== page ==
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Nov 28, 2018

Filling in Empty Time Slots in NYC

While living in CT, if I had an hour or two between meetings and no time to get home, I used my car as my office provided the weather permitted. I’d pull off the road at a rest stop to coach a client, or recline my driver seat for my afternoon meditation.

Living in Manhattan removes the vehicle/office option. If you’ve ever been in the city for the day and needed a place to hang before your ticket time or appointment, you know what I’m talking about. It’s tricky to find a place to read, write or even listen to something in peace. That’s where the New York Public Library system had gotten my love. Not only do I need to concentrate, I also need to use a computer.

With dropbox and google docs, all of my work can be accessed anywhere there’s an online connection. I found myself between appointments on Monday. I’m in the middle of a webinar planning project where I’m copying all of my blog posts re my memoir process and pasting them into one document for easy reference and assessment. I have 40 pages so far. From there, I’ll determine the outline of my presentation and what illustrations I plan to use.

I wanted to document this activity with a photo and made a request from the woman at the next screen. She’d just pushed back from the desk. Thinking she was taking a break, I said, “Could I ask you for a quick favor?”

“No!” she retorted angrily and rushed away, leaving her jacket on the back of her chair and her notebook open.

I did some self-talk. Her rejection isn’t about me. She must be in a hurry. Her bad mood is a reflection of her. QTIP: quit taking it personally.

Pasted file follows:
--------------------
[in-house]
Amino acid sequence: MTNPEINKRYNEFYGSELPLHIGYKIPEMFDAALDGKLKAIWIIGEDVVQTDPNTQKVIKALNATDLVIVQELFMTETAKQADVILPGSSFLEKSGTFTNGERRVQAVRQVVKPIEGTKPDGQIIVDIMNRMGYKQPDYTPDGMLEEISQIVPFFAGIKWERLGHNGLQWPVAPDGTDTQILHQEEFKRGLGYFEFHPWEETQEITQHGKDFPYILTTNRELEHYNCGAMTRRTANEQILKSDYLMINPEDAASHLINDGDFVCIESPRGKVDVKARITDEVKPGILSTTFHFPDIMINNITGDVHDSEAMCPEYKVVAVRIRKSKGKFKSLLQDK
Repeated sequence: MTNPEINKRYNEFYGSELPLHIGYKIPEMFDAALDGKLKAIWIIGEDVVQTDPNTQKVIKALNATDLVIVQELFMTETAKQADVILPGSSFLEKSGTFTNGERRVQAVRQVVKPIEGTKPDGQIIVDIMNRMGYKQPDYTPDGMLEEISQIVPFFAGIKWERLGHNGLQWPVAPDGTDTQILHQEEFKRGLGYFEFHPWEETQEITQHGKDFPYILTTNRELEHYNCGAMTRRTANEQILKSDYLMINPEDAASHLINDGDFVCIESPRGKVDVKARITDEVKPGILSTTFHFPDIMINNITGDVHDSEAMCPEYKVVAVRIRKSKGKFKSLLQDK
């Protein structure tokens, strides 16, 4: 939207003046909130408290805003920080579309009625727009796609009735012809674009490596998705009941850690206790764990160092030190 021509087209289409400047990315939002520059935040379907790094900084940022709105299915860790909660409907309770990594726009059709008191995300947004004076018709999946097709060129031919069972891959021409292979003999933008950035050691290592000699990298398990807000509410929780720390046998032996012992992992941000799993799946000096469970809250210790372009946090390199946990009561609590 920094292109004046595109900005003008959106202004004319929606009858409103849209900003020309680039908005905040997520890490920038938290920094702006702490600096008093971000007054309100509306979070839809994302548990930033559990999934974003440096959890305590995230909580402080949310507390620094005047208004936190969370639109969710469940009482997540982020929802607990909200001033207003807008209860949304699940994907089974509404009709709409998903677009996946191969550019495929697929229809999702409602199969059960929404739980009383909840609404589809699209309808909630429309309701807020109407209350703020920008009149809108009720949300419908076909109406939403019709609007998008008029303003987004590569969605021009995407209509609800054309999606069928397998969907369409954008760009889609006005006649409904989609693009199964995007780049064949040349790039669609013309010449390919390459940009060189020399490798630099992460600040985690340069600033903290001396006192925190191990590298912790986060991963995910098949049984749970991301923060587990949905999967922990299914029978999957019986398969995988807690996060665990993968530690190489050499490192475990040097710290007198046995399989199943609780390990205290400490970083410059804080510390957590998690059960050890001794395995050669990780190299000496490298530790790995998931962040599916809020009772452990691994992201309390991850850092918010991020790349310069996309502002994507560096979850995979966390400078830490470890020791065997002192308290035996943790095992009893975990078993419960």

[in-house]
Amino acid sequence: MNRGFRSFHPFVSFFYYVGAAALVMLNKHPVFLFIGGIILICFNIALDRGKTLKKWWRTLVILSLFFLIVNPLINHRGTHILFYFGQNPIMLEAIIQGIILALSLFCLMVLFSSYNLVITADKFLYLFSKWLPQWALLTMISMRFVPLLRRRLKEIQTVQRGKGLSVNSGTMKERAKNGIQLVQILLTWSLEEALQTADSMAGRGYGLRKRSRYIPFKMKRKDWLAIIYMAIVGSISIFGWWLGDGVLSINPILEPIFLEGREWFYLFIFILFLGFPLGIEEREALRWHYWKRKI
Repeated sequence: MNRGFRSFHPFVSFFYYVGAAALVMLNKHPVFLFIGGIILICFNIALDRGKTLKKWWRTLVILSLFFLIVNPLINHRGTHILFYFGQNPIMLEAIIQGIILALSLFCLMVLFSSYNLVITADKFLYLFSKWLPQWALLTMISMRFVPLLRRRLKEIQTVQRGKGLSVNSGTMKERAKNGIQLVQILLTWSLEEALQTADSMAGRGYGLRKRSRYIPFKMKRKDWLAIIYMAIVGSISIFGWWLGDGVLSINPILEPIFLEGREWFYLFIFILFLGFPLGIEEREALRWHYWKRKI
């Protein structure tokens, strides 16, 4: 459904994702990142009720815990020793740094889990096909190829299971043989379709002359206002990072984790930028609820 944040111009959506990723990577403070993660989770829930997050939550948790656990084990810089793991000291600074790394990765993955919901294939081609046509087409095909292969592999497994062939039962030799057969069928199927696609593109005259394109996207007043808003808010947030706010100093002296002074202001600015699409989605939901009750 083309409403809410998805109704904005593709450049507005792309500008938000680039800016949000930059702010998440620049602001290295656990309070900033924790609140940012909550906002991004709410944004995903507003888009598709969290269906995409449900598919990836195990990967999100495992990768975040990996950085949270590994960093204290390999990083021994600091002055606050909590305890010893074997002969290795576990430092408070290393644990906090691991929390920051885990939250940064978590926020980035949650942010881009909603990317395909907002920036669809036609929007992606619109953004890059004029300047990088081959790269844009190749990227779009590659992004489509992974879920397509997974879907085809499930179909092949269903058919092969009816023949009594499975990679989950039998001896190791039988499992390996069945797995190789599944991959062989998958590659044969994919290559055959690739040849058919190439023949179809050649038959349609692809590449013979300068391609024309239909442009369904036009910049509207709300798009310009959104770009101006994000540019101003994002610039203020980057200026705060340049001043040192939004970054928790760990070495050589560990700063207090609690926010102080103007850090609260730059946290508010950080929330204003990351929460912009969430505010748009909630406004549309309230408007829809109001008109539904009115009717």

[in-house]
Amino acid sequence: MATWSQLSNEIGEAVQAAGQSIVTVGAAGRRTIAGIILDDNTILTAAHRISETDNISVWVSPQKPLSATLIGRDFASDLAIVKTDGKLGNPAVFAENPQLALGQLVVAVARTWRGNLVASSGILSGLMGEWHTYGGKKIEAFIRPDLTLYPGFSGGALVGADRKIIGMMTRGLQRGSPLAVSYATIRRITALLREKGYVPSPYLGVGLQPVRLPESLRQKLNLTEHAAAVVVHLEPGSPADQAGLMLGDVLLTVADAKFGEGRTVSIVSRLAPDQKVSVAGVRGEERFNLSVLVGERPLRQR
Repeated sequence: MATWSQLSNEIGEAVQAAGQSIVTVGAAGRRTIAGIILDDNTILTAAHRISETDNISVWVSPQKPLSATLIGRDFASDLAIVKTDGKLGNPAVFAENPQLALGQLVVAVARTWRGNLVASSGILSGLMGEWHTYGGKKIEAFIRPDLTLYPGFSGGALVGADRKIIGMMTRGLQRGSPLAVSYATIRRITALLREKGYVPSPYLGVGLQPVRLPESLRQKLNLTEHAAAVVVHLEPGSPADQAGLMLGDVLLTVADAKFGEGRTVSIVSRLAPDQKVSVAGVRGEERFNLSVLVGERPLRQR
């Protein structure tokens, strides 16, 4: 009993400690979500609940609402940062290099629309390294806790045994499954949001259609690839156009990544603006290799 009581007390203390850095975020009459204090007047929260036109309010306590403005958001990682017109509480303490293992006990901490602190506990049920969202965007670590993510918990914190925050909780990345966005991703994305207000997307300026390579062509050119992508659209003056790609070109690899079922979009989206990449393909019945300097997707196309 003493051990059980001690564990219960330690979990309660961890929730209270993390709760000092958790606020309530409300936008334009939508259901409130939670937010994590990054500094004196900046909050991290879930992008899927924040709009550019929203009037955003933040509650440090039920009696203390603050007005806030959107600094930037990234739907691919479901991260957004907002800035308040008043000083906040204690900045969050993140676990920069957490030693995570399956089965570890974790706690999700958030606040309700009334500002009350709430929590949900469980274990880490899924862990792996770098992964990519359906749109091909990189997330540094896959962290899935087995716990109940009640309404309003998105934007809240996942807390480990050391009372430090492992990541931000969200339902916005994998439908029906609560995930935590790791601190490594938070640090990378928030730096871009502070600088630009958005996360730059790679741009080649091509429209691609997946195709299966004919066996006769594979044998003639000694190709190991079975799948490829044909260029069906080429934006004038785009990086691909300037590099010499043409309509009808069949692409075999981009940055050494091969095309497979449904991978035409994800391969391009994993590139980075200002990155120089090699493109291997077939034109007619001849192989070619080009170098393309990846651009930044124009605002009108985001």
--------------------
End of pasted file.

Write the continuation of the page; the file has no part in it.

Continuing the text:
I got back to work and my stomach calmed down.

She returned 5 minutes later. “If you don’t get right to the printer,” she began, “they toss whatever you’ve been working on. I’m sorry I was so abrupt. What can I help you with?”

She then took a series of pictures of me at my remote computer and said, “I think it works better when I get more of the library in the background,” and continued to click.

I set out to accomplish one task, but got a great lesson as well.

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  1. Aliza Freedman

    Hello, old friend. Miss your wisdom, your company and your indomitable spirit. Ever come back this way? Over the holidays, perhaps? Or even better yet, maybe we can catch up over a glass of wine (or 2) in the Great Big Apple…xo

  2. Kate Eisemann

    Hello there remarkable Jane –
    I never got used to not having a car, even after 20 years in NYC!
    Thank God for the library. Here in CT, the libraries have been a Godsend to help
    ‘working at home procrastination syndrome’.
    Thanks always for your wisdom.

    • Jane Pollak

      @Kate – I’m so glad to hear that I’m not crazy! It is ONE of only a few things I miss about the suburbs. So good to get your comment. xo


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